The Sahel region is witnessing rising malnutrition levels, an internally displaced population and widespread extremist violence.
Ousmane Sawadogo, his wives and children recently fled their village in northern Burkina Faso because of growing extremist violence. After walking 200 km (124 miles) to the regional city of Kaya, they now forage for wild leaves to survive.
"What we need now is food. Everything else can wait," Sawadogo told the United Nations World Food Program. "Once we get food then we will worry about clothes."
The UN on Tuesday said a humanitarian crisis is growing in West Africa's arid Sahel region, where insecurity linked to growing extremist attacks has forced more than 860,000 people in Burkina Faso, Mali and Niger to flee their homes.
Nearly half a million people have been displaced this year in Burkina Faso alone as the landlocked country becomes the new hunting ground for militants linked to Daesh and Al Qaeda.
Burkina Faso saw more attacks in the first half of this year than it did in all of 2018.
"A dramatic human crisis is unfolding in Burkina Faso that has disrupted the lives of millions," the WFP’s executive director, David Beasley, said in a statement.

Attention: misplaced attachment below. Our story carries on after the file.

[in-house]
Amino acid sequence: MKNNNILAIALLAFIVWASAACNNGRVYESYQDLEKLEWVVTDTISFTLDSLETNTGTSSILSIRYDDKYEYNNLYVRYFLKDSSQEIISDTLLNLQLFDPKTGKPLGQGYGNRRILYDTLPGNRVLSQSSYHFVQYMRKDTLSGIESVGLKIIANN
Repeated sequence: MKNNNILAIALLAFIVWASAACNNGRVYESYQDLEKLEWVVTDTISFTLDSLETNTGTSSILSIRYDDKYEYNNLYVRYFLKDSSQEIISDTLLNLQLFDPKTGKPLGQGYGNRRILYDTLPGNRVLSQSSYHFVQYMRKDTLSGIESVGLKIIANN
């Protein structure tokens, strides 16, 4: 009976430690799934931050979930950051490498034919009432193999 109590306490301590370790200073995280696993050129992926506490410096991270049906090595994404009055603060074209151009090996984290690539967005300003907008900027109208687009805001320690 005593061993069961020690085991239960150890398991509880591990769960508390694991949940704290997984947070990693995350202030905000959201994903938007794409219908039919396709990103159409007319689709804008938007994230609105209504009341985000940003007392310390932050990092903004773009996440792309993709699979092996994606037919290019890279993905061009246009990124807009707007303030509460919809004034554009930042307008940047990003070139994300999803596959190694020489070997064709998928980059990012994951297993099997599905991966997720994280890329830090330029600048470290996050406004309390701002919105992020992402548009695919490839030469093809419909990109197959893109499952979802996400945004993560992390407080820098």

"A third of the country is now a conflict zone."
WFP teams are seeing malnutrition levels "pushed well past emergency thresholds," he said. "This means young children and new mothers are on the brink. If the world is serious about saving lives, the time to act is now."
Farmers have been forced to abandon their fields. As communities take in displaced people, already stretched resources are further depleted.
"You are looking at a situation that is developing into something really severe, I would even say dire," WFP regional spokesman George Fominyen told The Associated Press.
"We don’t know how long this situation will go on. That’s why we are raising this alarm."
WFP is assisting more than 2.6 million people in Burkina Faso, Mali and Niger. It said $150 million is urgently needed in a region where some 20 million people live in conflict-affected areas.
"The main trigger here is conflict," Fominyen said. "Then you are talking about it happening in a place that in itself already has a lot of problems" such as drought, poverty, weak government, unemployment and lack of social services.
Extremists exploit those troubles while wary communities turn on each other amid allegations of supporting the jihadists. The violence limits humanitarian access to people in need and the poverty contributes to the violence, Fominyen said.
The response to the crisis cannot just be about security, he warned. It also must address the root causes and offer viable alternatives to joining extremist groups.